Anjali Adukia, an assistant professor at the University of Chicago Harris School of Public Policy and one of the report’s authors, said changing how schools approach student discipline doesn’t happen overnight. 

She recalled talking to a teacher who saw restorative practices as “fluffy duffy stuff” that was going to take up too much time. But after trying some of the strategies, the approach  made their job easier. That teacher is now a restorative practices coach, Adukia said. 

Chou, with CPS, said the research confirmed what she felt she already knew: This was actually working.  It also “refutes the myth” that restorative practices lead to “no consequences” and everything being “out of control.” 

“The research actually shows that you do good both by keeping children in the classroom through these restorative practices,” Chou said. “And in fact, the climate is calmer.” 

Removing police from schools is just one piece of the puzzle

In addition to its work to reduce suspensions and expulsions, Degillo’s organization Voices of Youth in Chicago Education, or VOYCE, was on the forefront of the movement to remove police officers from schools.

This was before a 2019 federal consent decree over the city’s police department pushed the district to rethink the role of police in schools and before the racial unrest in 2020 after the police killing of George Floyd. 

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Around that time, the district began to collaborate with community organizations, including VOYCE, on an effort known as Whole School Safety. The approach also gave local school councils the ability to vote on whether or not to keep school-based police officers, commonly referred to as SROs.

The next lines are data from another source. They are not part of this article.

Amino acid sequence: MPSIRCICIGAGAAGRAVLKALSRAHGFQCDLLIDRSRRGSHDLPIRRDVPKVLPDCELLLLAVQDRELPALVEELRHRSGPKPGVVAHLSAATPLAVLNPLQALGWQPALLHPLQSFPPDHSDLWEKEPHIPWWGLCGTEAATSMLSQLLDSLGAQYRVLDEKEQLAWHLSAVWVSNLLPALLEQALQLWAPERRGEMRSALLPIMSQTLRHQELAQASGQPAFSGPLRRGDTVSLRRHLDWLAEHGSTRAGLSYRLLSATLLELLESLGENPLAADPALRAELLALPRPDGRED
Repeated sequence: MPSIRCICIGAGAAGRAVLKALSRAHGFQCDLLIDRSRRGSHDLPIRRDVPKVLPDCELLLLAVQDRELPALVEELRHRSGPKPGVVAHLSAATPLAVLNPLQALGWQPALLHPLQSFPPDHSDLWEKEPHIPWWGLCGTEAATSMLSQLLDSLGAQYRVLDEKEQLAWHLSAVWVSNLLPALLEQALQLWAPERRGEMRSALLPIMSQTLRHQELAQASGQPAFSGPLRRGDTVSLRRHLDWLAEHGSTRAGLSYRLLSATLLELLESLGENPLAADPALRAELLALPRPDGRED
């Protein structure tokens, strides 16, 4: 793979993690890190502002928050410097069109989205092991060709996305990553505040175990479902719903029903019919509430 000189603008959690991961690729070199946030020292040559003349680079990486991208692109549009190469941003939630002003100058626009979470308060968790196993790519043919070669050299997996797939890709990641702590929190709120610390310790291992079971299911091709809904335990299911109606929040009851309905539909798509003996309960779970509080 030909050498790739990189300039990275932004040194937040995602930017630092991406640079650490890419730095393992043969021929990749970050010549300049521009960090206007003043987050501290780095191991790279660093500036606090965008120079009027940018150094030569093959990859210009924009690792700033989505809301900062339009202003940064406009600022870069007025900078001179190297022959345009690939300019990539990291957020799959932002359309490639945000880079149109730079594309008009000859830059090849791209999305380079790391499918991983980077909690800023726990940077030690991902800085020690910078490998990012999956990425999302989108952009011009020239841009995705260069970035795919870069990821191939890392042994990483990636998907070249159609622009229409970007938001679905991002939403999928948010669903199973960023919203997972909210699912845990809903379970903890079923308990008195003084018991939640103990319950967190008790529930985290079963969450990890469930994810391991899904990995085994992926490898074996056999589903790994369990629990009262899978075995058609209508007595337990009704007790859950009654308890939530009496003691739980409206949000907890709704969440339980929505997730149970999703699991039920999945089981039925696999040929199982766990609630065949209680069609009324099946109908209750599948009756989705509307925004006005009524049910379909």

An initial wave of schools removed police in 2020, but the momentum has slowed more recently, with just two schools voting to remove officers last school year. 

In June, the school board approved a $10.3 million contract with the police department to station 57 officers at roughly 40 high schools that have voted to keep them. It’s a fraction of the 140 stationed at district-run high schools in 2019, which cost roughly $33 million that year. 

Chicago initially faced some criticism for pushing the decision about whether to keep police in schools down to local communities. But the ground-up approach may prove to be more sustainable, Chou said, noting other districts who removed police in 2020 only to return them more recently.  

That was the case in Denver, where the school board voted in 2020 to phase out police from schools only to reverse that decision in a divided vote this past June after a shooting in March at one of the district’s high schools. 

Although Degillo said VOYCE would still like to see police removed from schools altogether, she said allowing communities to decide is just as important. 

“The goal is to create a process in which people are not relying on knee-jerk reactions to safety, “ Degillo said.  “There’s so much more to school safety. The goal is to create that safe, healthy, equitable learning environment.”

Becky Vevea is the bureau chief for Chalkbeat Chicago. Contact Becky at